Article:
Right-trigger 'risk' shots are managed in exactly the same way, except they are far more integral to gameplay. As a match goes on, the players are awarded boosts to an 'ITZ' (In The Zone) bar for every point they win. At any point in the game, serves included, the player can use this boost to execute a risk shot that is basically far more powerful than normal shots. If you pull it off correctly, an opponent has little chance of returning it. In truth, these are very difficult to do in the midst of a tight match, especially if you're returning a good shot. It's possible to complete the game's career mode without ever using either drop-shots or risk shots - but we doubt you'd last long on Xbox Live! without them.
First off, the game's roster of players is pretty poor. Just like Pro Evo, we only get a handful of recognisable stars and then a bunch of names I personally didn't know about. Pete Sampras and Leyton Hewitt are the big fish on the men's side of things, with the likes of Michael Chang and Kuerten making up the numbers, while the female species are represented by Hingis, Amanda Coetzer and, of course, our Anna. The Williams sister ain't nowhere to be found unfortunately.
Unfortunately, having only 16 real players puts a big dent in the game's career mode, which - while entertaining - could have been a lot better. Basically, this lets you create your own player (with full control over all physical aspects of the character, including a 'specialist' tag, such as in 'power' or 'technician') and then challenges you to work your way up from seed 100 in the world to number one. As epic as this sounds, however, it never lives up to the promise.
From there, it's simply (or not) a case of winning as many tournaments as possible until you reach the top. The lack of players is further compounded by a lack of real competitions, so you'll be less than delighted after winning the 'American Tour' trophy or some such nonsense. To add insult to injury, the majority of competitions only have three games per set, which doesn't seem to be optional.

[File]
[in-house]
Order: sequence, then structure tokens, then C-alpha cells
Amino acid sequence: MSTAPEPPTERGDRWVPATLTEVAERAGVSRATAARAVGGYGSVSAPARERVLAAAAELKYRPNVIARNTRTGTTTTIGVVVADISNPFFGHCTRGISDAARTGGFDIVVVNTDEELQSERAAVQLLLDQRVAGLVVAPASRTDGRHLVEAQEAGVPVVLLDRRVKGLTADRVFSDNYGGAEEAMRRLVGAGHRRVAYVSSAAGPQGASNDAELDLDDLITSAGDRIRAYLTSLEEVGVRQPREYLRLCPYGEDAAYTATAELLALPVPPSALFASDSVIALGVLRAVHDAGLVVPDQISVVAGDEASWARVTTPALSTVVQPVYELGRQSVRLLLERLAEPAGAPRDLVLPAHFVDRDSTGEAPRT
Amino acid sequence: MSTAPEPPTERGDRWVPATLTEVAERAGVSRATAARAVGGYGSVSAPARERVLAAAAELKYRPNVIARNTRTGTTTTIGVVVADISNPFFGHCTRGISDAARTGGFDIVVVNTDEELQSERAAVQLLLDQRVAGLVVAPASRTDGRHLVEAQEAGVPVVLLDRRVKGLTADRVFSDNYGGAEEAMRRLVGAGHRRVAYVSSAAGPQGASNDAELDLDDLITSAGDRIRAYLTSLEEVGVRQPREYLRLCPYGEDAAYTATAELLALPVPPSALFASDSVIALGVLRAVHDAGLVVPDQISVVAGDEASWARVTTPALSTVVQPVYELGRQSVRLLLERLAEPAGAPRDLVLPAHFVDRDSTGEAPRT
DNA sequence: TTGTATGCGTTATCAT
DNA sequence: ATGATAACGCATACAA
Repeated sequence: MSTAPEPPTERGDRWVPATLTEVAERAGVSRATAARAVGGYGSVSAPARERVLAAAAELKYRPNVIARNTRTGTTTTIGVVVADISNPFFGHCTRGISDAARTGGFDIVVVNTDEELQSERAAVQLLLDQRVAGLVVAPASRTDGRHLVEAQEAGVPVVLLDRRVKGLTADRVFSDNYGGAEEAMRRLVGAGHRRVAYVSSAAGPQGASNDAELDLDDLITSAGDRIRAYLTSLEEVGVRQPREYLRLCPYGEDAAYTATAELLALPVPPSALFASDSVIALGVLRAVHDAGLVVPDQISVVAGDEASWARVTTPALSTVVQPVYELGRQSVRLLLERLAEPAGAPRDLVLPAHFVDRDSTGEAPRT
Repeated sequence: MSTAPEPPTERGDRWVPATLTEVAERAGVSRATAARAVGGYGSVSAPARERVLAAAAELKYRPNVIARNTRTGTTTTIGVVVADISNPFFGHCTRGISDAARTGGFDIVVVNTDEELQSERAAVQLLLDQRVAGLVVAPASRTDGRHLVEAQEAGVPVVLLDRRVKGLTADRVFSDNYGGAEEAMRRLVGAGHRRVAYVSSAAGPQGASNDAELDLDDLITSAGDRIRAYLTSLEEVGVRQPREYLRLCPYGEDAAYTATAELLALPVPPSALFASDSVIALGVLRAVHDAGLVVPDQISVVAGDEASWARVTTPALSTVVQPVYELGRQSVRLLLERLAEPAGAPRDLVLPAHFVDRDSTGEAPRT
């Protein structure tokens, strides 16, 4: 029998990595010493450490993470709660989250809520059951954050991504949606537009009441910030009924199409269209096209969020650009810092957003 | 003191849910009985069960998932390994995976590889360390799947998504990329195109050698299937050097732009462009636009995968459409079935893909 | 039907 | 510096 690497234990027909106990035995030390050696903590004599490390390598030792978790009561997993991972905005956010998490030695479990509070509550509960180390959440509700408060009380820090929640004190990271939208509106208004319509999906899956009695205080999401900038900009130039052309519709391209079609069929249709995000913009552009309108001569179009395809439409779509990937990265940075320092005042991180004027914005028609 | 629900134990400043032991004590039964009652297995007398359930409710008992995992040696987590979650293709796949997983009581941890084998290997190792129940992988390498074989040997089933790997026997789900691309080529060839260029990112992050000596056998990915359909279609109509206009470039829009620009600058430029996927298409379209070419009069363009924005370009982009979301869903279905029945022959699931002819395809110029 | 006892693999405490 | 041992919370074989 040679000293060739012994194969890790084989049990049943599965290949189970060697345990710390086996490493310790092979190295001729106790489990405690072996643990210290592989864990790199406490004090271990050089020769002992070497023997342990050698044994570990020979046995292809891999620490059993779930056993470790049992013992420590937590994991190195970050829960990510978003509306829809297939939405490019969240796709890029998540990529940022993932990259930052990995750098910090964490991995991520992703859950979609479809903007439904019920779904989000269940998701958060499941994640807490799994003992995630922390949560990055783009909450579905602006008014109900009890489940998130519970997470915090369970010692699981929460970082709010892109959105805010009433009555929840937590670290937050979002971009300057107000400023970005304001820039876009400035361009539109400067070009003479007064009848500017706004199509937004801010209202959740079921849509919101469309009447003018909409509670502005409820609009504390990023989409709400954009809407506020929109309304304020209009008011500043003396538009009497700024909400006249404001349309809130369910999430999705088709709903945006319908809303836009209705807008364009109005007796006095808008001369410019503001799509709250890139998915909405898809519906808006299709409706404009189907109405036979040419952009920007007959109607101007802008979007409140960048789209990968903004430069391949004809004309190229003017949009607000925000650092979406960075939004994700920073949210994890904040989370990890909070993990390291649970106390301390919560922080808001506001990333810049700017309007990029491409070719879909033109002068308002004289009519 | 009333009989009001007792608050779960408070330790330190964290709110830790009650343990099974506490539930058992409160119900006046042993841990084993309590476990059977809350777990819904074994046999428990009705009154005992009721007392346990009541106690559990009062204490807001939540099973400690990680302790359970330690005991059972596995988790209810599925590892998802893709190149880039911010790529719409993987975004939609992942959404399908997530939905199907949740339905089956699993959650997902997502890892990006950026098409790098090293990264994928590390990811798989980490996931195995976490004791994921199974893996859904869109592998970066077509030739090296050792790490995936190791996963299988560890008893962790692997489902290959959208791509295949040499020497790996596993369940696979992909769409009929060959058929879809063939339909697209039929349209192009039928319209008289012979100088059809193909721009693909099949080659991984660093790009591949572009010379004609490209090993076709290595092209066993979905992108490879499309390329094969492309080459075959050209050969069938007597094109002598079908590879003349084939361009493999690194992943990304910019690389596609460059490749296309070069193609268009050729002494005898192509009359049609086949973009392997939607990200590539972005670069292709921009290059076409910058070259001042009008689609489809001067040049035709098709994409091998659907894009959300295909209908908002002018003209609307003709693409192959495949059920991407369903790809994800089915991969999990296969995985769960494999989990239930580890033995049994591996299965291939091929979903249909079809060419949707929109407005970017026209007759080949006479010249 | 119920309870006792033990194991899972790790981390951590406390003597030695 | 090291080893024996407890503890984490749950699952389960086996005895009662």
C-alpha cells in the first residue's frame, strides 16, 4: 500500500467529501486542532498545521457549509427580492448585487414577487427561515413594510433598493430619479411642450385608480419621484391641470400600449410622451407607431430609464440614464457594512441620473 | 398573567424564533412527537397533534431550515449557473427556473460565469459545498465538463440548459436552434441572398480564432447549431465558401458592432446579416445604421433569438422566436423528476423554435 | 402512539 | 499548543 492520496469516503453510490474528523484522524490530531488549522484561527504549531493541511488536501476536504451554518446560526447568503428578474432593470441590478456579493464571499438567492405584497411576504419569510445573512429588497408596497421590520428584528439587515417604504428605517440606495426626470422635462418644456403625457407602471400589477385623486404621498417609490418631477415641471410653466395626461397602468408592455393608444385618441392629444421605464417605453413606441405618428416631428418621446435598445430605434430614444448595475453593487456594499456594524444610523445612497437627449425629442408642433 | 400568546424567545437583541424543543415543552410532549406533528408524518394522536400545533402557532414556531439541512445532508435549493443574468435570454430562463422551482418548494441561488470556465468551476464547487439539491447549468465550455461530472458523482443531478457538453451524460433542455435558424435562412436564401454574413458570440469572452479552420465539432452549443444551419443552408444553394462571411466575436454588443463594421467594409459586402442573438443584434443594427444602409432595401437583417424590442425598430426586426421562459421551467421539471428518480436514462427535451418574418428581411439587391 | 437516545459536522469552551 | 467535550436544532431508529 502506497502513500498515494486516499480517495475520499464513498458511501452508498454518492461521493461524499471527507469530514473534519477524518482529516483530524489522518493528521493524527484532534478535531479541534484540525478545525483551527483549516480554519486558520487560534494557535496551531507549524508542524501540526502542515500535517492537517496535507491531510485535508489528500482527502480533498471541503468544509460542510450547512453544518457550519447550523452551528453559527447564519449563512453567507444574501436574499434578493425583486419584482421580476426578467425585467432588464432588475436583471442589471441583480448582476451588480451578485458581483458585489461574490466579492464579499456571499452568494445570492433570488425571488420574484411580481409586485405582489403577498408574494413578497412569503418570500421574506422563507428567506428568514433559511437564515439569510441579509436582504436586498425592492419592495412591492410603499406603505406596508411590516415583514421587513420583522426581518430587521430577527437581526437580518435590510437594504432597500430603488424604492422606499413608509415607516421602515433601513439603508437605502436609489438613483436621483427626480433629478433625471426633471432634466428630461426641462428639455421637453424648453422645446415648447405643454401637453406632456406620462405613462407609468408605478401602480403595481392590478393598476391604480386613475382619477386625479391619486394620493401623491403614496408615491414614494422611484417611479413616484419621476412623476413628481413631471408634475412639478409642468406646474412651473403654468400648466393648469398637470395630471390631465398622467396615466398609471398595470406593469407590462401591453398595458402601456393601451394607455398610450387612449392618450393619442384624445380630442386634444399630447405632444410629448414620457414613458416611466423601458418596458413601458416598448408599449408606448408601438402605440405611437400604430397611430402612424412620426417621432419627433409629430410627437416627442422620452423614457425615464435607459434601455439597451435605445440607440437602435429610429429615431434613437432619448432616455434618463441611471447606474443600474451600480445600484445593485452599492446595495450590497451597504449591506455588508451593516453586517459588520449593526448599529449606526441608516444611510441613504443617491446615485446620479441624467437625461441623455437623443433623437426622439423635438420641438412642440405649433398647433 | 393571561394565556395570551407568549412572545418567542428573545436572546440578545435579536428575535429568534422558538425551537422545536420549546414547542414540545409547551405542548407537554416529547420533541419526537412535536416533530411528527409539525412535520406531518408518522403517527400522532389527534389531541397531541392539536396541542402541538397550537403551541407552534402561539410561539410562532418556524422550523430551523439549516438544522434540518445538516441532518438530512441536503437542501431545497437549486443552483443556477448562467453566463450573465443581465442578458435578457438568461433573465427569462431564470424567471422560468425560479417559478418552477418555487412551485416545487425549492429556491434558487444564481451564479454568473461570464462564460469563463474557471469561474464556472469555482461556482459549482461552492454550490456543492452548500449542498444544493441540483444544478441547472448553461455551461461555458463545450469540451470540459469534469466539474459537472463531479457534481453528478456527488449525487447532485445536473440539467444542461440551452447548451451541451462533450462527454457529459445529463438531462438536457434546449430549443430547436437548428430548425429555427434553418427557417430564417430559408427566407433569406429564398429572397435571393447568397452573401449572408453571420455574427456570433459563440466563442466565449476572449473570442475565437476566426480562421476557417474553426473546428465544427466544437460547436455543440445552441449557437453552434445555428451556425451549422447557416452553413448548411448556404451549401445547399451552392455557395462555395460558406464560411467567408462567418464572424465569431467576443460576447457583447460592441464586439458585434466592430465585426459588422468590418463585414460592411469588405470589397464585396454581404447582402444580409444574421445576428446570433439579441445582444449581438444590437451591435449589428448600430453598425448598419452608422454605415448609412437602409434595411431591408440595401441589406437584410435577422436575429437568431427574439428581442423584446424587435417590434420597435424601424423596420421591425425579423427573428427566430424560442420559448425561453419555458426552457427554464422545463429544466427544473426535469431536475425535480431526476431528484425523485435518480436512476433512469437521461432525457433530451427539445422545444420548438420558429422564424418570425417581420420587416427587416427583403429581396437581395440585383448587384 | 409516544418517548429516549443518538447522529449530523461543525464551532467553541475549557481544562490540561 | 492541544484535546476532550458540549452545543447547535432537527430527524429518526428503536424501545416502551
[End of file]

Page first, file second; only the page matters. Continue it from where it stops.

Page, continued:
It's also worth saying that the game's 'tutorial' was obviously made for psychics and/or mutants with high-level mental abilities, as it spends about 10 seconds on each of the game's swing techniques and pretty much leaves the rest up to you. Also the game's only two camera angles are fine, but it would have been nice to see a few more.
Still, despite all these minor complaints, there's no escaping the fact that Top Spin is brilliant. We don't complain too much when Pro Evo gives us Oranges019, and we won't complain too much here either. Unfortunately, we weren't able to test the game on Xbox Live! because my telecom provider still hasn't installed the bloody broadband. Nonetheless, having played the game extensively in two-player, it's fair to say that this is where the game's longevity will likely spring from. The rallies are unlikely to last as long as they do against some AI players, but find yourself a closely-matched opponent and the game will really come into its own.
1. Get good at the game. 2. Get a relative or a friend who likes the sport and is clueless about graphics etc. 3. Put on a match and invite them in to watch it. 4. Laugh as they stay rooted to their seat in order to see the outcome. 5. Laugh further when they realise it isn't real. 6. Apologise if they are bigger than you.
Top Spin 2 is a 2006 tennis video game developed by Indie Built, MENT, and Aspyr and originally published by 2K Sports and Superscape. It is the sequel to Top Spin and is followed by Top Spin 3.
The game received "mixed or average reviews" on all platforms except the Xbox 360 version, which received "generally favorable reviews", according to the review aggregation website Metacritic. In Japan, Famitsu gave it a score of 27 out of 40, while Famitsu Xbox 360 gave it a score of all four sevens for a total of 28 out of 40. Nintendo Power gave the DS version a mixed review, about two months before it was released. Edge gave the Xbox 360 version eight out of ten and said: "Developer PAM has reinvented a game that no longer strives to be a thinking man's alternative to Virtua [Tennis], but something altogether superior". However, Computer Games Magazine gave the same console version three out of five and called it "the most complete tennis experience on any platform to date".